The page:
Brutus back online as Shell repairs Glider

May 16, 2016

Shell announced on 15 May that production from the Brutus field in the US Gulf of Mexico has resumed following a leak at the nearby Glider field on May 12, which shut-in all production to the associated tension leg platform. 

While production remains shut-in at Glider and the other subsea tieback fields, the supermajor said that the US Bureau of Safety and Environmental Enforcement (BSEE) has approved the company to begin repairs at Glider. 

Skimming of the sheen continued using infrared technology with support from aerial resources, Shell said. Joint efforts have recovered approximately 1229 bbl (or about 51,000 gallons) of oily-water mixture. The company said it does not expect any coastline impacts at this time.

About 88,200 gallons (2100 bbl) of crude oil discharged from a segment of flowline at the Glider field approximately 90mi south of Timbalier Island, Louisiana. The leak was suspected to be from four subsea wells at the near the Glider subsea tieback system in Green Canyon block 248. On 12 May, production from these four wells, which flow through a subsea manifold to Shell's Brutus platform, was shut-in. BSEE had reported that a 2mi x 13mi sheen was observed in the area.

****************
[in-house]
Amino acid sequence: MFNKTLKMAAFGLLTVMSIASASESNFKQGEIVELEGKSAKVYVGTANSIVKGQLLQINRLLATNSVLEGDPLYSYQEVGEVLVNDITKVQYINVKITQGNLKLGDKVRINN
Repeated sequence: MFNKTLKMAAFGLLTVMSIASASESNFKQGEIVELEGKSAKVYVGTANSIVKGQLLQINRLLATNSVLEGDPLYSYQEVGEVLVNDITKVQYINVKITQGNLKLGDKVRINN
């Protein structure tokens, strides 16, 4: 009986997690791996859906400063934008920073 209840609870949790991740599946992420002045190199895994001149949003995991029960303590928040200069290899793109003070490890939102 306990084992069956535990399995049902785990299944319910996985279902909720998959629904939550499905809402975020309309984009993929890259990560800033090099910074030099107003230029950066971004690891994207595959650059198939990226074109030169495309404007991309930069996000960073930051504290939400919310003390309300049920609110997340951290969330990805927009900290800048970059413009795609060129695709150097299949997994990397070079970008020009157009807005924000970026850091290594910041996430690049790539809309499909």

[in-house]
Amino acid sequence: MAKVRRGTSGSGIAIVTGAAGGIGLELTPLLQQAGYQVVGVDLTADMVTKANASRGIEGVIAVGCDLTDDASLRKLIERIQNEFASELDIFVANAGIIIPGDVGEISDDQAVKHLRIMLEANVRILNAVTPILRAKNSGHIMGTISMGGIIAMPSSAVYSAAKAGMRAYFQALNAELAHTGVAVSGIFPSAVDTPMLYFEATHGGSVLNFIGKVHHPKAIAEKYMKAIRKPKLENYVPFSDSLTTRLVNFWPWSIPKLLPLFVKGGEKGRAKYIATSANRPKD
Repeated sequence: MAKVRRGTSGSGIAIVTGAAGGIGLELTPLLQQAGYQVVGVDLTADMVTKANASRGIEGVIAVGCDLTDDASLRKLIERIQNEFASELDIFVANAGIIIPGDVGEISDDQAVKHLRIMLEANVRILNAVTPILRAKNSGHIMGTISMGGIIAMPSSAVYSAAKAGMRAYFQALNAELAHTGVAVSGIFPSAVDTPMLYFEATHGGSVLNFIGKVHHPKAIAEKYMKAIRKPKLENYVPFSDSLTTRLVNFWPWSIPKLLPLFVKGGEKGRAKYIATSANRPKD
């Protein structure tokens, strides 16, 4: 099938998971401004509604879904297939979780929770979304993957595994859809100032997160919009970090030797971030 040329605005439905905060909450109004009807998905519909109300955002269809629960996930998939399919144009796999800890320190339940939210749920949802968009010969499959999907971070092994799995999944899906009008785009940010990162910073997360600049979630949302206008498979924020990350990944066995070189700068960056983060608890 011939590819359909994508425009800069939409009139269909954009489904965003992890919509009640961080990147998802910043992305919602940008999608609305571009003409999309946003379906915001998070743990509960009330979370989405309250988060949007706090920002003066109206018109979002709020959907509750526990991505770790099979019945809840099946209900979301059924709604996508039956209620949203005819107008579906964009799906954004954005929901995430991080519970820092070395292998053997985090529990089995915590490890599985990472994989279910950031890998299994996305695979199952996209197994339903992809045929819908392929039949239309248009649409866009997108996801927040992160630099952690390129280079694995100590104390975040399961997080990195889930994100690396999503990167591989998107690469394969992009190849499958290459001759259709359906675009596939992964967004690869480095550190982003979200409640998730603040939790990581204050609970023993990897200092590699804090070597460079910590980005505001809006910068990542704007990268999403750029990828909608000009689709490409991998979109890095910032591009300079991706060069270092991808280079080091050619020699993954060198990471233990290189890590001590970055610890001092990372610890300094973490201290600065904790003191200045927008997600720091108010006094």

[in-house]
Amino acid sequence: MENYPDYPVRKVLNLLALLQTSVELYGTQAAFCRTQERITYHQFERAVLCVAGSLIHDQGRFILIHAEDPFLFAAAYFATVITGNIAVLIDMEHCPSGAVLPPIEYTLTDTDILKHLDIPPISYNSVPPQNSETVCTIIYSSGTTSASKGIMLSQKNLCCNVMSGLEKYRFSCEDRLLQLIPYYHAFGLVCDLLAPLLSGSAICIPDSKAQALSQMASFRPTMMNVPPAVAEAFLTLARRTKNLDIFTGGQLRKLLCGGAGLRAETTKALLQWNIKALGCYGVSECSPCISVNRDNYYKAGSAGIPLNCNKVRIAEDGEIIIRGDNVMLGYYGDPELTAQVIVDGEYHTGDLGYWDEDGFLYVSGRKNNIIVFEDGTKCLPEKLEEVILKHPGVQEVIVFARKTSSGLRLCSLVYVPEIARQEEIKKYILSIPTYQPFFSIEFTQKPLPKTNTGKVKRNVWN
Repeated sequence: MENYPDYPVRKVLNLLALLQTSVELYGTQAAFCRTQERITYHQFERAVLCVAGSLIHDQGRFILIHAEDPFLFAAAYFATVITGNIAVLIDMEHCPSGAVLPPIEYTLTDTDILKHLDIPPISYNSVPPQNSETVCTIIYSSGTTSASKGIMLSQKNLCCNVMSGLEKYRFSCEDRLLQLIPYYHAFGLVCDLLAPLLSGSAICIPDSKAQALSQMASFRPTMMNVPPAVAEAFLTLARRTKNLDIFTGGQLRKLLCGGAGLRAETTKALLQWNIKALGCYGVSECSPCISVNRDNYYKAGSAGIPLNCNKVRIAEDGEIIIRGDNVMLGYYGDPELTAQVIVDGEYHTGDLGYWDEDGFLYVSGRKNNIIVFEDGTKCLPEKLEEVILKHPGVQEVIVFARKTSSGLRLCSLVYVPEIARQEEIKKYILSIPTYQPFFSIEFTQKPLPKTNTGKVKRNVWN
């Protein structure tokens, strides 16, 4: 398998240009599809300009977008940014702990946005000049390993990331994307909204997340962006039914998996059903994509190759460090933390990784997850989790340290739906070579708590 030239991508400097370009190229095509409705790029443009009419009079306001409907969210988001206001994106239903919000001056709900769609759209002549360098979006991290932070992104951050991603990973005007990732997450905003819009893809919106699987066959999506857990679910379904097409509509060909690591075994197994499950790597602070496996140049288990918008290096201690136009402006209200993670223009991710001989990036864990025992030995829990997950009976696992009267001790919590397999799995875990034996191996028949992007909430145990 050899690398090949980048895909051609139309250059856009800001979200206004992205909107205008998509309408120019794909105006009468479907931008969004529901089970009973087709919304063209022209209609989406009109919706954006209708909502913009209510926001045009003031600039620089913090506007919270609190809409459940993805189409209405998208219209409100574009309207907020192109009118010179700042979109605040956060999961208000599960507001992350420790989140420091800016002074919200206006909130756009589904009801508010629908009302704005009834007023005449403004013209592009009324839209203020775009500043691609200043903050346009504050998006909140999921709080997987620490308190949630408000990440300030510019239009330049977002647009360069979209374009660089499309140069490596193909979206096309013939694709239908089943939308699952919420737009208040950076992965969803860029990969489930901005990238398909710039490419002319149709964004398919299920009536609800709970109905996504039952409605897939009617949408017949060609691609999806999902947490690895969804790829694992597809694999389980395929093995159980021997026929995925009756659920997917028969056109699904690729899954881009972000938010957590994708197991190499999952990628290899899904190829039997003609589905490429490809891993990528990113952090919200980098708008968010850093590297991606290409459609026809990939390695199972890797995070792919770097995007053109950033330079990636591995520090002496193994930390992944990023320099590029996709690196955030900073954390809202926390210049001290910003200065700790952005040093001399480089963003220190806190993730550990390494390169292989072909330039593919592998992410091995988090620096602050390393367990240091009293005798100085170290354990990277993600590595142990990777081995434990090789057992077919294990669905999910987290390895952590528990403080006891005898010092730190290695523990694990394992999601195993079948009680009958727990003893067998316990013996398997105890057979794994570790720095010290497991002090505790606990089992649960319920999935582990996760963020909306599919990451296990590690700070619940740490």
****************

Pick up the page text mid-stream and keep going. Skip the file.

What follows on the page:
Meanwhile, BSEE announced today, 16 May, that it has now formed a special panel to investigate the oil release at Glider.

The Glider field was discovered in 1996 and was brought online in 2004. The Glider subsea system ties back approximately 7m to Brutus via a single 6in buried and insulated flowline. The eight-slot Brutus TLP, which sits 165mi southwest of Louisiana, has been in production since 2001. The Brutus TLP was Shell's first deepwater platform to be specifically designed to serve as a hub for future subsea developments in the surrounding area.

Image: Oil sheen observed near Glider field, courtesy of the US Coast Guard Eighth District External Affairs.

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